/k/ as in cat
/ɑː/ as in father
/r/ as in run
/m/ as in moon
/əl/ as in label

Our daughter who lives in South Carolina says the same word with an additional syllable:
ˈkær.ə.məl/ caramel
/k/ as in cat
/æ/ as in hat
/r/ as in run
/ə/ as in above
/m/ as in moon
/əl/ as in label

I joke about the fact that my name sounds like it has two syllables in the deep south. I say “Ted.” In the south, I’m often called “Tay-ed.”

The number of syllables can make a difference in poetry. Add or subtract a syllable and the rhythm of the verse can be all wrong. I noticed that the other night at our poetry group. I had written a poem with the word coyote in it. I spent 25 years of my life in South Dakota where the team name of the University of South Dakota is Coyotes. In South Dakota, we say the word with two syllables:
/k/ as in cat
/aɪ/ as in eye
/oʊ/ as in nose
/t̬/ as in cutting

Out here in Washington, most people say the word with three syllables:
kaɪˈoʊ.t̬i/ coyote
/k/ as in cat
/aɪ/ as in eye
/oʊ/ as in nose
/t̬/ as in cutting
/i/ as in happy

If my poem is submitted in writing, some readers will feel that the rhythm is all off and that there are too many syllables in one of the lines, but when I read it, it seems just right. I said to the poetry group, “I’m from South Dakota. We don’t have any coyotes there that can speak Spanish, so we end the word with a ’t’ and don’t add the final ‘i’.” There are some words and some pronunciations that I’m unlikely to learn. One of the things about having passed 70 years is that I can be a bit dogmatic about a few things and get away with it. I guess how to pronounce coyote is one of the things about which I’ve gotten dogmatic. One of my teachers and mentors once responded to a student who accused him of being dogmatic by saying, “Damn right I’m dogmatic, and when you are 74, you can be dogmatic, too!”

Whether or not it has anything to do with dogma, I do have certain ways of saying certain words. After all, I spend seven winters in Nordakota. I’ve earned the right to say the word the way the locals do.

The craft of writing

So much of my life has revolved around the use of language. As a child, I was a voracious reader. I used to check out the maximum number of books our community library allowed on each visit. I read books in my bedroom, in my treehouse, and wherever else I went. As a student, I learned to write. I can’t say I enjoyed all of the exercises in diagramming sentences, but I did learn how to do it with enough accuracy to please my teachers. As a college and graduate student, I earned grades by writing essays and research papers. I managed to be published in a professional journal during my graduate school education. I also succeeded ion publishing a poem in a church magazine that was translated into several different languages including braille. I wrote and defended a position paper and a professional paper to earn my degrees.

As a pastor I wrote and wrote. I wrote prayers, I wrote liturgies. I wrote sermons. Early in my career I made a study of the difference between oral language and written language. I experimented with pitch and rhythm in my speaking. I made recordings of myself speaking and listened to those recordings in attempt to improve my language communication skills. I listened to other preachers and storytellers and imitated their styles as I developed my own style.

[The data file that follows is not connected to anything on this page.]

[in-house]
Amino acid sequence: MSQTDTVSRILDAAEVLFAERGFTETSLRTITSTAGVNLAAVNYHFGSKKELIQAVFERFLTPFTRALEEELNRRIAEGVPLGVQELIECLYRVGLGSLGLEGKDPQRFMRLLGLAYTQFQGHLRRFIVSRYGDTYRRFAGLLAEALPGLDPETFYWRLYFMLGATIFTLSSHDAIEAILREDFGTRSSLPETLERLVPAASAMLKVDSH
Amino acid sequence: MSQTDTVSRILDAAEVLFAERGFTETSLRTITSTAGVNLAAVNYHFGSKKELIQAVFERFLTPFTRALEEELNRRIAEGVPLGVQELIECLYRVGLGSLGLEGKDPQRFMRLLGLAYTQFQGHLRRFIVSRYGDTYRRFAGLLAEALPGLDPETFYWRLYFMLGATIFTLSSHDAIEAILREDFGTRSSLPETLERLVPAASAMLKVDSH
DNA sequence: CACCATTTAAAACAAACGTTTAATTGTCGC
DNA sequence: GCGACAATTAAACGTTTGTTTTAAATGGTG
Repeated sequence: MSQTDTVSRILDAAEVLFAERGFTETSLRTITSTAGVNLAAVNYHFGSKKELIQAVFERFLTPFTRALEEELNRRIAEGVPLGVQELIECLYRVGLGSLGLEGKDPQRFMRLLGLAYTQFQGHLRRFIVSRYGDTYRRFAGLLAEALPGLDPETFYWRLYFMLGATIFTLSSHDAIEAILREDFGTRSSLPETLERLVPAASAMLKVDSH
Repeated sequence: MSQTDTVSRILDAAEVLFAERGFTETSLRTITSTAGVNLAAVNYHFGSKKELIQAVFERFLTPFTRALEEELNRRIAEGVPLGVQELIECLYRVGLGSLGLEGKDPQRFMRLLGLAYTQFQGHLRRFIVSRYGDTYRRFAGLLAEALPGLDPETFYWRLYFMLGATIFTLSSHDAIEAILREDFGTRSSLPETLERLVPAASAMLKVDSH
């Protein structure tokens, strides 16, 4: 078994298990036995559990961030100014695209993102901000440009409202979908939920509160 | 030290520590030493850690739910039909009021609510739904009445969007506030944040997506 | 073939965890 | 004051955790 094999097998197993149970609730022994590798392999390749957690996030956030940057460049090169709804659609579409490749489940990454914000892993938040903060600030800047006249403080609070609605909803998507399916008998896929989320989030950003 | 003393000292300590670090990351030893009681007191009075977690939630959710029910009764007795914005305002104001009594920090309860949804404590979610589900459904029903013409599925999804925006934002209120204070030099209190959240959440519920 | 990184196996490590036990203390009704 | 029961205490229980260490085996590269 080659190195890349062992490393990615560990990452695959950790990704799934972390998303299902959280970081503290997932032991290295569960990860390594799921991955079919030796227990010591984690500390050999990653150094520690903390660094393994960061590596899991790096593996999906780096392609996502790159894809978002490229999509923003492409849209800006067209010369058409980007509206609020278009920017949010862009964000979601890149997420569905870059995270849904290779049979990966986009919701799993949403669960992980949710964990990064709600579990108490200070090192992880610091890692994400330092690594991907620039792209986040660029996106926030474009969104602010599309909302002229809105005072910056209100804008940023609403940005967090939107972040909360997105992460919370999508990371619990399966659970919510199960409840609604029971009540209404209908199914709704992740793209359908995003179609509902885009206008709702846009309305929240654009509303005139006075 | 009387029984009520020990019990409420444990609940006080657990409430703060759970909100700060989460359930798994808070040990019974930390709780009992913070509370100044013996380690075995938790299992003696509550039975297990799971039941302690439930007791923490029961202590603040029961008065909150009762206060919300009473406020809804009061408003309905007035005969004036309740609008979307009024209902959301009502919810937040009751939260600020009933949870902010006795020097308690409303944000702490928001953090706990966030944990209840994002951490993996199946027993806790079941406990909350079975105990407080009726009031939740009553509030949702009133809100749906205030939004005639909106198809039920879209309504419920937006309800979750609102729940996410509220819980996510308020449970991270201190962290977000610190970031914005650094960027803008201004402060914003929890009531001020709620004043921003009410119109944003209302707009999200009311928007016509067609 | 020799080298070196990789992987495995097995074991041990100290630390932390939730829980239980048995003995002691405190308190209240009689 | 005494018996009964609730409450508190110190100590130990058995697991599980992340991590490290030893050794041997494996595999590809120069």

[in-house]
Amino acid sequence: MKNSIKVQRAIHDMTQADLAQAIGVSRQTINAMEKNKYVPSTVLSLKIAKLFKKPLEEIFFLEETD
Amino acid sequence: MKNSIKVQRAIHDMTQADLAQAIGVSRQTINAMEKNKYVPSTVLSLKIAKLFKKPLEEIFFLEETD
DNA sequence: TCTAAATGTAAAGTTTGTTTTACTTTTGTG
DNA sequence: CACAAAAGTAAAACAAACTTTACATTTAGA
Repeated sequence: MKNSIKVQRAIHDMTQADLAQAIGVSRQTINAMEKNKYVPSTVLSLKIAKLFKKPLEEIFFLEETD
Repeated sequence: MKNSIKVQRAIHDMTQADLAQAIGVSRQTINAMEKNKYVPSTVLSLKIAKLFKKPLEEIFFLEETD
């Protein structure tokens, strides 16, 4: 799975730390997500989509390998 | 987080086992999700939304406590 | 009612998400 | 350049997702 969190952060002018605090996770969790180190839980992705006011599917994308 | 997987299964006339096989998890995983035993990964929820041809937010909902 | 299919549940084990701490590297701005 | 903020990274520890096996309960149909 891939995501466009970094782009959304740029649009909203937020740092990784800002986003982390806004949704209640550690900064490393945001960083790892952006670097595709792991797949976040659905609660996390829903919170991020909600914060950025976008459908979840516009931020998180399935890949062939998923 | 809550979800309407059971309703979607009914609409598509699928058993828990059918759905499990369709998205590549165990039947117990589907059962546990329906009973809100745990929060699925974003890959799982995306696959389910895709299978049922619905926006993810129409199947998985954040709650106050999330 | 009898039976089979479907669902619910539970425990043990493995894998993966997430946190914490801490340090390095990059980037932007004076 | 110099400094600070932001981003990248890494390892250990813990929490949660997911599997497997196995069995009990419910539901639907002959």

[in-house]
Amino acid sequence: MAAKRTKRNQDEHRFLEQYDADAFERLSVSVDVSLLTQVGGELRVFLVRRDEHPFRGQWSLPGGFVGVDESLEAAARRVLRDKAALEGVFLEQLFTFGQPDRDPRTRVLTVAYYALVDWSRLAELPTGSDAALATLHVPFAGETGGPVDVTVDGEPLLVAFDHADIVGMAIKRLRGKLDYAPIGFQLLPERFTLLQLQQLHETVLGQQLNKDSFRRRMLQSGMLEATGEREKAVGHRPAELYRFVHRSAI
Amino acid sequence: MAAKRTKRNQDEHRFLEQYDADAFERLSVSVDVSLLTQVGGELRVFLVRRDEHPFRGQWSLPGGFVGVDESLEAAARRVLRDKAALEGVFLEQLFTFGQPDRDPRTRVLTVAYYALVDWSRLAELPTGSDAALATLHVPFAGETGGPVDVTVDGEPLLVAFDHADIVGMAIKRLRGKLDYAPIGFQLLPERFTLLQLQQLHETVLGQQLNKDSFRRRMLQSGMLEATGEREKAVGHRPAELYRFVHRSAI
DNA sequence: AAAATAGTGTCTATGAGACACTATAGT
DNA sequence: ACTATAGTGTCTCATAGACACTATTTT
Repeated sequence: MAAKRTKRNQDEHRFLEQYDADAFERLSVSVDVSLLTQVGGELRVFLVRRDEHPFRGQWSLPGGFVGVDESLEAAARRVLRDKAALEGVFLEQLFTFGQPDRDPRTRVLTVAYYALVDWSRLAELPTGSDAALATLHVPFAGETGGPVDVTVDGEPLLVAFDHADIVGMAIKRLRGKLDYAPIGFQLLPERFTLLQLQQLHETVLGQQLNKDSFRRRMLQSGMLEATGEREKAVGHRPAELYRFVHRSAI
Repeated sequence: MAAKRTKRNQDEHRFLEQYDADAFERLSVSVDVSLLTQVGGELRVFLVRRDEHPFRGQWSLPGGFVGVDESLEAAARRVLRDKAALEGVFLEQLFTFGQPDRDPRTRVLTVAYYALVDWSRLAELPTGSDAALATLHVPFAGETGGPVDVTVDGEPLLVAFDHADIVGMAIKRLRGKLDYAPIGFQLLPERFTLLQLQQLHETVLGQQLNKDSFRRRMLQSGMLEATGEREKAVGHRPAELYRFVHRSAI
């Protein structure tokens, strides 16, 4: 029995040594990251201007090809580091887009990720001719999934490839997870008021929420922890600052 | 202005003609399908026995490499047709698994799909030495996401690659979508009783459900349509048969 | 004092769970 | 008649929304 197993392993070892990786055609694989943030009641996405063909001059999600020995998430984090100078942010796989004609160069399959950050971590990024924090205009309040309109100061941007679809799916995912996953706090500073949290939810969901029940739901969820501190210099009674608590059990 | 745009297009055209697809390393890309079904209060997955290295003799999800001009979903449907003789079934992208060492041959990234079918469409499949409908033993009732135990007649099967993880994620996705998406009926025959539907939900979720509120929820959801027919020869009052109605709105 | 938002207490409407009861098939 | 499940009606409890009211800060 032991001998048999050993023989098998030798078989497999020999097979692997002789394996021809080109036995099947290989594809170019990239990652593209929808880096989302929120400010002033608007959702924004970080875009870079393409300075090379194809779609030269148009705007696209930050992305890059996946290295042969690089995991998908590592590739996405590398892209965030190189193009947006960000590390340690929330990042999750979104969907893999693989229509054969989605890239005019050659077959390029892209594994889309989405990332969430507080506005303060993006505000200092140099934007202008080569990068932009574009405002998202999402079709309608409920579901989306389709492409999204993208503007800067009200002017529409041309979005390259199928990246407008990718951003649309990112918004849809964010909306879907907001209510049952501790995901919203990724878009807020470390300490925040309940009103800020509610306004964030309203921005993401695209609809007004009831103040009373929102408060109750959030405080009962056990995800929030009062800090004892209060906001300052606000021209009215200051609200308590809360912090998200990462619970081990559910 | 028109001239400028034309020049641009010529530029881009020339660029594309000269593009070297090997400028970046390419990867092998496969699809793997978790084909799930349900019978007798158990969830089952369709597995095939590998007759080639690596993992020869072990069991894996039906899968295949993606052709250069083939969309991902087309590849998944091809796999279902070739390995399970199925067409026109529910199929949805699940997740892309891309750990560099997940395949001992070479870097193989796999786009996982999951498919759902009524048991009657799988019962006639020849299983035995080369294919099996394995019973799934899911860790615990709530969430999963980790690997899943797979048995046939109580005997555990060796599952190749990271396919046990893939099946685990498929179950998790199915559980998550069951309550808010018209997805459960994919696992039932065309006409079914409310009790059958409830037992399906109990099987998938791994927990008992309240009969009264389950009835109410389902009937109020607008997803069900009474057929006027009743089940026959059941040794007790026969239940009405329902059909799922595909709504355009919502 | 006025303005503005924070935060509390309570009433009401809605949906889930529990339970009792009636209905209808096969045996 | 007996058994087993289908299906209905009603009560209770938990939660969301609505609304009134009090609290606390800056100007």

While on sabbatical in 2006, I began to write personal essays. in 2007 I started to publish my essays as a blog that evolved into this journal. I’ve written every day without exception since I started to publish my journal on my website. I told myself that I might become a writer if I developed a discipline of writing. I’m not sure that the volumes of words that I have written have improved my skill as a writer, but they have opened the door to more writing.

I have become a critic of some forms of contemporary communication. Last week I visited my sister, who lives in a planned community. There are gates at the entrance to her community. There are signs near the gates that say, “Automatic Gate Ahead, Drive Slow.” On the streets of the community are painted the words, “Drive Slow.” I know that language is constantly evolving. I know that the rules of grammar are changing. But I am not ready to accept a world without adverbs. I was tempted to paint graffiti in her neighborhood to add “ly” to the signs and street painting.

Signs, of course are a unique form of communication. I learned early in my life that the signs near our elementary school that read “Slow School Ahead” were erected to get traffic to slow to protect children, not an announcement of the pace of education. That knowledge didn’t prevent me from making fun of the signs.

I am not good with the language of instant messaging. I send text messages that are complete sentences with punctuation. I eschew repeating exclamation points ad infinitum. I don’t find the need to use more than one per sentence. I’ve been known to write text messages on my computer where I can use a keyboard to write as opposed to the futile exercise of thumbs on a phone keyboard. My thumbs are a bit too wide for the keyboard and I’ve had procedures to treat trigger thumb on both hands. I’m stuck using a single forefinger to “type” on my phone. Still, I take the time to add punctuation and write in complete sentences.

I have little interest in learning the language of emojis. Thousands of years ago, alphabetic languages developed in the midst of dominant cultures that employed pictographic writing. The people of Israel spent many years in close contact with Egypt. The written Hebrew Language developed around an alphabet that allowed writers to express more complex philosophical and theological ideas than could be easily depicted using pictographs. I see emoji as a form of pictographic language. There are ideas that can be communicated with all of the little drawings, but when it comes to exploring complex ideas, using a language that employs an alphabet works far better than creating additional emojis. The pictures will always be imprecise.